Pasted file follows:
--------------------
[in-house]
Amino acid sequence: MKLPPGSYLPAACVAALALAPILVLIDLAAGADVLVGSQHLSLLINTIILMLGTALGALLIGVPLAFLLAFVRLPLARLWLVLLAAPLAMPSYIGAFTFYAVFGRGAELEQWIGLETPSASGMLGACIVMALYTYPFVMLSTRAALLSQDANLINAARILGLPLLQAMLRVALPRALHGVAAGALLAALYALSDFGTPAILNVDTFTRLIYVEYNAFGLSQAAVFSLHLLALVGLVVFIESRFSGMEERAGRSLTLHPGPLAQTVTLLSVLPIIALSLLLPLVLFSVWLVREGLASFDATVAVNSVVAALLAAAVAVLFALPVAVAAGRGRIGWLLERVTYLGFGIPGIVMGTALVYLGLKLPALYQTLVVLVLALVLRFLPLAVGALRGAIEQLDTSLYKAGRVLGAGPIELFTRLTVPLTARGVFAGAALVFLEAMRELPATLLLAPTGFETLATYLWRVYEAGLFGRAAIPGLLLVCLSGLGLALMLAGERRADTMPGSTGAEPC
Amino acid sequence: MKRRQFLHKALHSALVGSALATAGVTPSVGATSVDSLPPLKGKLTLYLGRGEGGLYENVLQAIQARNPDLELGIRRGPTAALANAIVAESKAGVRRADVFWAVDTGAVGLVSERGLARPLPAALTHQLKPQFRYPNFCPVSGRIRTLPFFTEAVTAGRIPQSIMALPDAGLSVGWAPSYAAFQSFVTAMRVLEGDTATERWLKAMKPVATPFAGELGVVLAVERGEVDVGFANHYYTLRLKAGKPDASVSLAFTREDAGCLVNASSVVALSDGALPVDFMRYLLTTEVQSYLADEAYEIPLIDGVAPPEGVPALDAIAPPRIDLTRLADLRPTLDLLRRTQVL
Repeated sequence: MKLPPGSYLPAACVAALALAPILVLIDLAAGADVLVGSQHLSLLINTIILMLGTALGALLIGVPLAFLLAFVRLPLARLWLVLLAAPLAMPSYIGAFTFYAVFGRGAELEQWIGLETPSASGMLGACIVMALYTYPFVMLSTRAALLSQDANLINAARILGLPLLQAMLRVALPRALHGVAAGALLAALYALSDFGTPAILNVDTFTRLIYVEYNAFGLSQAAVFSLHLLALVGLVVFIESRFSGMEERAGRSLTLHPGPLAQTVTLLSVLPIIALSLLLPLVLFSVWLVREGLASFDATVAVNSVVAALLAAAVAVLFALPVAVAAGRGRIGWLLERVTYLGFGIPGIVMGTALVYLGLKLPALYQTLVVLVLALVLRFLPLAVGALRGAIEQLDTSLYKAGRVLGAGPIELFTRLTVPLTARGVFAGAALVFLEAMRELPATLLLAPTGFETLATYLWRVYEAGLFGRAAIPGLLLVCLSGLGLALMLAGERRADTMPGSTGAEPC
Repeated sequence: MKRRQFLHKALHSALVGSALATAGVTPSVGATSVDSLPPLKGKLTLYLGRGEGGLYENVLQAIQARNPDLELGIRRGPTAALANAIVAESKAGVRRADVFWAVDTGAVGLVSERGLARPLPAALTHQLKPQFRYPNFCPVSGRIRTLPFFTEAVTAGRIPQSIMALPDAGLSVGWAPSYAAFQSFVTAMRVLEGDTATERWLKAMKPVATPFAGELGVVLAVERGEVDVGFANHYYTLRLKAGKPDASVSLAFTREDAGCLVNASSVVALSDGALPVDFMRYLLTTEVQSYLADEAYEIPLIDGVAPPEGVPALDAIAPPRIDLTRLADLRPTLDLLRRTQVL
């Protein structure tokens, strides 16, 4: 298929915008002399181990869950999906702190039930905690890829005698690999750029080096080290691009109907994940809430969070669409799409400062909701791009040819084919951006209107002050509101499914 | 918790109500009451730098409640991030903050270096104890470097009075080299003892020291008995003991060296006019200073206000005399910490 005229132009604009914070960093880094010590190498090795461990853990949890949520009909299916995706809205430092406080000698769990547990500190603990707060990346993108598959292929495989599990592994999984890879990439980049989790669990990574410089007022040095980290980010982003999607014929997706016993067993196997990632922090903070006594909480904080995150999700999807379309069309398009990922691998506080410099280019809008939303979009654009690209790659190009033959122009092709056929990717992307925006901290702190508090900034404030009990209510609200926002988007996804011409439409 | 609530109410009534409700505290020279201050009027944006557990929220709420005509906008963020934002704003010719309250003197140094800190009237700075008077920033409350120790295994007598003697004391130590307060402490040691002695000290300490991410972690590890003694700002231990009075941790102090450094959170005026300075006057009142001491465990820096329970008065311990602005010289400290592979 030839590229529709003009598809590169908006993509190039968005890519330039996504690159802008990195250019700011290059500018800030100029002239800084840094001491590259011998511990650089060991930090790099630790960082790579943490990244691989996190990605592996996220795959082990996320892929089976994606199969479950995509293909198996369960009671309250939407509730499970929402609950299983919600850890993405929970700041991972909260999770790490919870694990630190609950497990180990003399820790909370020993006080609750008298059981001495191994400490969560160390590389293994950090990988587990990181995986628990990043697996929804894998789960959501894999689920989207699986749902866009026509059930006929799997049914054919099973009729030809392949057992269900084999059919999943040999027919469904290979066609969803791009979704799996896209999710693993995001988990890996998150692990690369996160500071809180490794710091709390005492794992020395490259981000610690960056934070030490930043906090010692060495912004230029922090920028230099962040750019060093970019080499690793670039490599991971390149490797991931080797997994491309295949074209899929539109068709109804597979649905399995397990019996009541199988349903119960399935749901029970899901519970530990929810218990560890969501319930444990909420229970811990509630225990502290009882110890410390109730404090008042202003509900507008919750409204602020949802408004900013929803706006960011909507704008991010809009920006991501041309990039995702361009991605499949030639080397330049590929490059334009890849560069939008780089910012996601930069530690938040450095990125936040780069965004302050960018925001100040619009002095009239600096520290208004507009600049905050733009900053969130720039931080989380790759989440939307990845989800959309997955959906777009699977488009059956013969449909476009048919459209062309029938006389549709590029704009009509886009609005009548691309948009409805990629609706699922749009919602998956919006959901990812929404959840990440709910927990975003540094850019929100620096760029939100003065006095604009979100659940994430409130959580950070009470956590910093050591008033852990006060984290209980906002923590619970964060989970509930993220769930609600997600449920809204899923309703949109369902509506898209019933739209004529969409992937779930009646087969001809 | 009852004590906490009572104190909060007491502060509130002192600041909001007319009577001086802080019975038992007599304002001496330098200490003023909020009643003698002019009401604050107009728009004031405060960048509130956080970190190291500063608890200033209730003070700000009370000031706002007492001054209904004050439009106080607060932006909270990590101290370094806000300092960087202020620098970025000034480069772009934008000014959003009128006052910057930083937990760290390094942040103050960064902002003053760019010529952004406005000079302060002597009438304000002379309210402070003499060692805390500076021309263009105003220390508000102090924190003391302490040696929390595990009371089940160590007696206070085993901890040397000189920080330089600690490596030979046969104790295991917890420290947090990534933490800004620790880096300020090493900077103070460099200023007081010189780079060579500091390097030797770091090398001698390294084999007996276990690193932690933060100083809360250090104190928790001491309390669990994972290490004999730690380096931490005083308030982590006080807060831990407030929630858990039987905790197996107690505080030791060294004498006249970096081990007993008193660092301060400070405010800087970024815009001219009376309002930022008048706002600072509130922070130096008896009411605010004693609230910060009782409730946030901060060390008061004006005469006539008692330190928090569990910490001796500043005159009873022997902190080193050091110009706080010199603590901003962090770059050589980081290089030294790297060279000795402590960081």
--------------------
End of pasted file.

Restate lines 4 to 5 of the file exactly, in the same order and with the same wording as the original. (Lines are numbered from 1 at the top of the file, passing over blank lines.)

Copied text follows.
Repeated sequence: MKLPPGSYLPAACVAALALAPILVLIDLAAGADVLVGSQHLSLLINTIILMLGTALGALLIGVPLAFLLAFVRLPLARLWLVLLAAPLAMPSYIGAFTFYAVFGRGAELEQWIGLETPSASGMLGACIVMALYTYPFVMLSTRAALLSQDANLINAARILGLPLLQAMLRVALPRALHGVAAGALLAALYALSDFGTPAILNVDTFTRLIYVEYNAFGLSQAAVFSLHLLALVGLVVFIESRFSGMEERAGRSLTLHPGPLAQTVTLLSVLPIIALSLLLPLVLFSVWLVREGLASFDATVAVNSVVAALLAAAVAVLFALPVAVAAGRGRIGWLLERVTYLGFGIPGIVMGTALVYLGLKLPALYQTLVVLVLALVLRFLPLAVGALRGAIEQLDTSLYKAGRVLGAGPIELFTRLTVPLTARGVFAGAALVFLEAMRELPATLLLAPTGFETLATYLWRVYEAGLFGRAAIPGLLLVCLSGLGLALMLAGERRADTMPGSTGAEPC
Repeated sequence: MKRRQFLHKALHSALVGSALATAGVTPSVGATSVDSLPPLKGKLTLYLGRGEGGLYENVLQAIQARNPDLELGIRRGPTAALANAIVAESKAGVRRADVFWAVDTGAVGLVSERGLARPLPAALTHQLKPQFRYPNFCPVSGRIRTLPFFTEAVTAGRIPQSIMALPDAGLSVGWAPSYAAFQSFVTAMRVLEGDTATERWLKAMKPVATPFAGELGVVLAVERGEVDVGFANHYYTLRLKAGKPDASVSLAFTREDAGCLVNASSVVALSDGALPVDFMRYLLTTEVQSYLADEAYEIPLIDGVAPPEGVPALDAIAPPRIDLTRLADLRPTLDLLRRTQVL